Ulrika Ljungman, Head of the University Administration’s Division for Contract Education, describes the positive response from departments.

“We began our tour in May 2022 and have so far visited three quarters of the University’s departments. It’s really great that they want to meet us and discuss these issues.”

The main purpose of the tour is to make direct contact with all of the University’s departments, heads of department and directors of studies.

“We want to lay the foundations for a positive collaboration with the departments and establish a dialogue about opportunities and motivation for upcoming contract education. It’s important for all departments to know that they can easily get help from us if they are planning to implement contract education, as we are a resource for the entire University.”

Broad and in-depth expertise

Only a small number of departments work regularly with different contract education courses. The most common questions we get are about how to start up a contract education course.

“There is interest among the departments, but some knowledge is often lacking about how to get started with the process on a practical level. They don’t always have the opportunity or time to connect all the dots about contract education.”

Many also have questions about what help the Division for Contract Education can provide, external contacts, whether there is time and resources to carry out market surveys, how to look up potential purchasers of contract education, and more.

“We have broad and in-depth expertise in planning, marketing, negotiating and entering agreements, implementation, administration and follow-up of contract education. We carry out around 60 courses and programmes across a broad spectrum of subject areas each year.”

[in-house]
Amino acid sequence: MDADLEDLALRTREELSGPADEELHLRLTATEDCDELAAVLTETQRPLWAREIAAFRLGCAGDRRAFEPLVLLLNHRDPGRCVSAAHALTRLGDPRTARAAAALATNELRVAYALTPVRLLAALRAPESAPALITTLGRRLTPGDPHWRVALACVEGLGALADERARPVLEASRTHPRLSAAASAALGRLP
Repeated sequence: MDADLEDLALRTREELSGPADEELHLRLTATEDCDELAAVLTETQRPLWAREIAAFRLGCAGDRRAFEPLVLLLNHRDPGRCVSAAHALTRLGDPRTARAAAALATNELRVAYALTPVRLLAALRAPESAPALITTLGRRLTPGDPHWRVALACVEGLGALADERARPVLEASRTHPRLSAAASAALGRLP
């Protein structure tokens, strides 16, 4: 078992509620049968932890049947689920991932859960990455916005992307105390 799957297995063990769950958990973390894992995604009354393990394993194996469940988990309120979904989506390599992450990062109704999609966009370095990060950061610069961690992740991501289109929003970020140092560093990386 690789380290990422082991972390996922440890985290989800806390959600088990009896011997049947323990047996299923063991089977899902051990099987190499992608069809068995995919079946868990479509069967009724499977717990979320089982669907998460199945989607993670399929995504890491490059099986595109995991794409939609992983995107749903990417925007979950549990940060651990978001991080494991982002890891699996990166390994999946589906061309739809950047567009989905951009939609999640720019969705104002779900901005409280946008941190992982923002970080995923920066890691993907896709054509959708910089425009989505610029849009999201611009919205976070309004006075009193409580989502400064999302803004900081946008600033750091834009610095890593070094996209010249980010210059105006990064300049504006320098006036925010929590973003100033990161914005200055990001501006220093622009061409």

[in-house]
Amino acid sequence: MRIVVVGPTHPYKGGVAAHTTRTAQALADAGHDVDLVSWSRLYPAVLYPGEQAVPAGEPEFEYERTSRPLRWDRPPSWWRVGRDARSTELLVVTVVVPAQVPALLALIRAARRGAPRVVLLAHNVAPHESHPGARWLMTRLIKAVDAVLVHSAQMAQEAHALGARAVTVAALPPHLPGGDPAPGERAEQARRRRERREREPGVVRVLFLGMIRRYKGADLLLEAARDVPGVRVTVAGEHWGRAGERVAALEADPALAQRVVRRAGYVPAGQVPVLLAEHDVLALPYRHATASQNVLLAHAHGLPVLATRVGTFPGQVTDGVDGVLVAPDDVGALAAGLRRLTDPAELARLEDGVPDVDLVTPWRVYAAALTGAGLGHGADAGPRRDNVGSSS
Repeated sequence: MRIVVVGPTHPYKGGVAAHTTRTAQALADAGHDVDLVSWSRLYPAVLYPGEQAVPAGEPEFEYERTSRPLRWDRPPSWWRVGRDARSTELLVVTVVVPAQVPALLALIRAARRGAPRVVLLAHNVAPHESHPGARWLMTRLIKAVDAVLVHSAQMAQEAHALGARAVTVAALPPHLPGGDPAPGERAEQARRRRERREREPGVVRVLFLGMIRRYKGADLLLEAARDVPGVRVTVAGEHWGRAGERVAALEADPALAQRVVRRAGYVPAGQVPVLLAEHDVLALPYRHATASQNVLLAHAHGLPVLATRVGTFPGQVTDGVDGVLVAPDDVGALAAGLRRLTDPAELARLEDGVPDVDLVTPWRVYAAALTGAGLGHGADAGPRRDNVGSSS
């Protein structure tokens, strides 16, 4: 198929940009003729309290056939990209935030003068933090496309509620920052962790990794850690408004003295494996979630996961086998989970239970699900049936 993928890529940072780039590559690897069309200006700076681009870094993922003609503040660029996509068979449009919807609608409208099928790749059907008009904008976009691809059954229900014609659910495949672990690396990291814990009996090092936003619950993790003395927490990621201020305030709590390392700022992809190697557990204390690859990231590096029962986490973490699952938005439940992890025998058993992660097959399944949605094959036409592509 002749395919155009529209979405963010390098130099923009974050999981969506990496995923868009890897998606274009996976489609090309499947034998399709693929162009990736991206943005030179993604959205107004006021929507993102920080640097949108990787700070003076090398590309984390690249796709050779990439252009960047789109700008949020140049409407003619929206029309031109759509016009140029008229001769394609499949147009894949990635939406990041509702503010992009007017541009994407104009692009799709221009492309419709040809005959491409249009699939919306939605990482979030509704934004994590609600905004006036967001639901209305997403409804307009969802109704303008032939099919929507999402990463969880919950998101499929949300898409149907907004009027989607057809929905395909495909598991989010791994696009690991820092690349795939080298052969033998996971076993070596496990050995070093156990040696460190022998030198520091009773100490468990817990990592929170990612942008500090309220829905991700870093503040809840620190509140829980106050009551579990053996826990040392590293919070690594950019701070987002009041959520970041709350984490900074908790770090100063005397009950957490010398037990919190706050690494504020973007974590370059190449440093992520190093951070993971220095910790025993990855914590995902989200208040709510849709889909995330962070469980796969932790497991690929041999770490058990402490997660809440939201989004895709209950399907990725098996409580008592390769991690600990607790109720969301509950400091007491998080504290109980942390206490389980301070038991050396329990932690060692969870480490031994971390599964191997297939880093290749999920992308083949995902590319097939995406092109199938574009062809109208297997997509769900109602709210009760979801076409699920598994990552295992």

The all-important external network

Ljungman emphasises the wide range of external contacts they have built up, particularly in the public sector.

“We monitor the educational needs of the labour market and communicate the University's range of courses to professionals. We also have meetings with external clients, but in those cases we often have a concrete request to work with.”

Developing contract education is often complex and requires a lot of work in collaboration with external parties to match up the educational needs of the labour market and the often limited teaching resources at the departments.

“This always involves some risk before we can be sure that new courses will take off. The current financial and time constraints – both at departments and for us at the University Administration – also make it more difficult to take proactive steps, but many people are still positively disposed to implementing contract education over the next few years.”

Plenty of new ideas

Work at the departments has resulted in closer and more personal contact with heads of department and directors of studies. Initial contact has also been established with several departments with whom there has not previously been any collaboration.

“We have collected over a hundred ideas for courses that Uppsala University could potentially offer as contract education, if there is demand on the labour market for them. Many departments have one or more courses that can be condensed or divided up and offered as contract education. We will get back in touch with the departments each year, and this will become more frequent in cases where we proceed with the department and develop an idea for a course.”